2390 Bush St
San Francisco, CA 94115
(415) 567-7824

Next Mass »
Saturday 5:30pm

January 23, 2022: Third Sunday in Ordinary Time - Associate Pastor’s Corner

“God has so constructed the body as to give greater honor to a part that is without it, so that there may be no division in the body, but that the parts may have the same concern for one another. If one part suffers, all the parts suffer with it; if one part is honored, all the parts share its joy. Now you are Christ’s body, and individually parts of it.” –1 Cor. 12:24-27

Have you ever got a paper cut?  For me there is always a sense of betrayal when a benign piece of paper, a soft, floppy object somehow manages to draw blood.  And even though the cut is small, it still stings and distracts your attention from whatever it was that you were doing with the paper in the first place.  St. Paul’s observation that if one part suffers, the whole body suffers is all too true: it’s not so much that a paper cut causes my finger pain, but that it causes me pain, the whole body suffers.

This is due to the simple fact that our bodies are not simply an assemblage of parts like a car, which is assembled from parts in a factory.  No, God has constructed the body as a unity with no division.  Indeed, modern medicine reveals how true this is, every cell in our bodies contains the DNA—the blueprints—for the whole body, not only the bits relevant for that cell.  Our bodies do not have seams; they can’t be disassembled and reassembled without traumatic damage.

So it is even more profound for us today to reflect on St. Paul’s extraordinary claim that we are Christ’s Body, and individually parts of it.  As Americans, we are more used to thinking of ourselves as independent, autonomous agents, acting how we please, but the reality is that we are highly dependent upon one another and united by our culture, our laws, and our shared needs.

As the Church, the mystical Body of Christ, this is even more true, because, as members of the Christ’s Body, we are united by more than geographical proximity or bonds of fraternity.  We are united by the Holy Spirit, much as our spirit enlivens and unites our body.  Moreover, God has created the Church, not by assembling parts together, like people joining a club, but rather he has constructed this Body as a unity from the beginning.  They say that blood is thicker than water, that family comes before everything else.  How much more must this be true for members of the same Body?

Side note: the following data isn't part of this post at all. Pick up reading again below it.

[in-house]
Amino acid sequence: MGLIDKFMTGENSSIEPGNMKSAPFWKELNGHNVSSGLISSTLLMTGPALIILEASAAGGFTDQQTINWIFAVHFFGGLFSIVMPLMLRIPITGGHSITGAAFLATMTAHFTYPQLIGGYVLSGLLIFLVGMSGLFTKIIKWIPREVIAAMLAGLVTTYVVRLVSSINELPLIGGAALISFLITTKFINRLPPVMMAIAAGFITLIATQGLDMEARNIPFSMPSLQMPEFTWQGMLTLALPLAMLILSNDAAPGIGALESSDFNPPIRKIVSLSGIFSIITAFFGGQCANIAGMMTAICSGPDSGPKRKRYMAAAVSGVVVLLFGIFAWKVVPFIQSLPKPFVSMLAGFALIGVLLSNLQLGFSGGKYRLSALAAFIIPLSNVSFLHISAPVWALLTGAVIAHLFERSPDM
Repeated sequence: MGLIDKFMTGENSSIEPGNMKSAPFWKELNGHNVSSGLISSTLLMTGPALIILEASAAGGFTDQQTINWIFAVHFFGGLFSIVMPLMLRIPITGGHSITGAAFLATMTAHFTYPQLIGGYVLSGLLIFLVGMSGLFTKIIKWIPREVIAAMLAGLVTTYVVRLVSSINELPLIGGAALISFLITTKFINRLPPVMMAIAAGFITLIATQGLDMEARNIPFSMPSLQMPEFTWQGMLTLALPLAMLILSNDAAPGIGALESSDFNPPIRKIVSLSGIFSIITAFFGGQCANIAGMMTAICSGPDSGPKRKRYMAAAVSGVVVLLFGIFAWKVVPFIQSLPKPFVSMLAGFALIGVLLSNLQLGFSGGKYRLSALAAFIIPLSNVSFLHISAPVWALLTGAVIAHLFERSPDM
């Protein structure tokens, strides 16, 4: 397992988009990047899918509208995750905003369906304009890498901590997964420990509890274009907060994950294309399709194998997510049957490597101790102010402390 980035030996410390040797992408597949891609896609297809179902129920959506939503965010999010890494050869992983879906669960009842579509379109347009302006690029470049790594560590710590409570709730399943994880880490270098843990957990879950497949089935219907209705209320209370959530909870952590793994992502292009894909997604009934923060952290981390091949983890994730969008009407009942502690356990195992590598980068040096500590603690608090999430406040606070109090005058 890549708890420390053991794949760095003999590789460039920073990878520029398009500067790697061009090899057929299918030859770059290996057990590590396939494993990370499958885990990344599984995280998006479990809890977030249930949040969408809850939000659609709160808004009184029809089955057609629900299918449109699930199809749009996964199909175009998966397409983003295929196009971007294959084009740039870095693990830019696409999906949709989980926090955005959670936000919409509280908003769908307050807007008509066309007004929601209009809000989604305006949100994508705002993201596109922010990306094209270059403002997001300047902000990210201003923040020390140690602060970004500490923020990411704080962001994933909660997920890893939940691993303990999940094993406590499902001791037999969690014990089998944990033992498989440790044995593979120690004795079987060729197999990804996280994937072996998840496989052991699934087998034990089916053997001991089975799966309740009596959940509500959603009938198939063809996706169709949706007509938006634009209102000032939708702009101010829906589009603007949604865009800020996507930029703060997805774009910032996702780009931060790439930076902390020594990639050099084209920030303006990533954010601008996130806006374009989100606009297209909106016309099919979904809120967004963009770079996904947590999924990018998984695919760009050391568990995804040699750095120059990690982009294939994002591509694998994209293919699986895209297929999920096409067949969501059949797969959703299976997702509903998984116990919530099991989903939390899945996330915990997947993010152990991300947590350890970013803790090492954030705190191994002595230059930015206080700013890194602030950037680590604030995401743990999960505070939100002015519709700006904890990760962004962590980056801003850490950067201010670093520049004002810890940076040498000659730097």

As members of Christ’s Body, we should first be aware of the condition of our fellow members.  Celebrate their triumphs and successes, mourn their losses and failures, and take an active interest in their lives. 

Bring this awareness to prayer: thank God for his gifts and blessings given to those around you, beg God’s mercy for those afflicted with the wounds of sin, ask him for what they need, and adore the Lord for creating all the diversity of the Church’s members.

But don’t stop with prayer! Love your neighbor as yourself, because, as members of the One Body of Christ, there is sense in which your neighbor is yourself, you are both members of the same Body.  Feed the hungry, cloth the naked, shelter the homeless, visit the sick, bury the dead, instruct the ignorant, counsel the doubtful, forgive offenses. 

Finally, ponder this unity whenever you, a member of Christ’s mystical Body, receive the Eucharist, the Body of Christ.

                  -Fr. Christopher Wetzel


Past Editions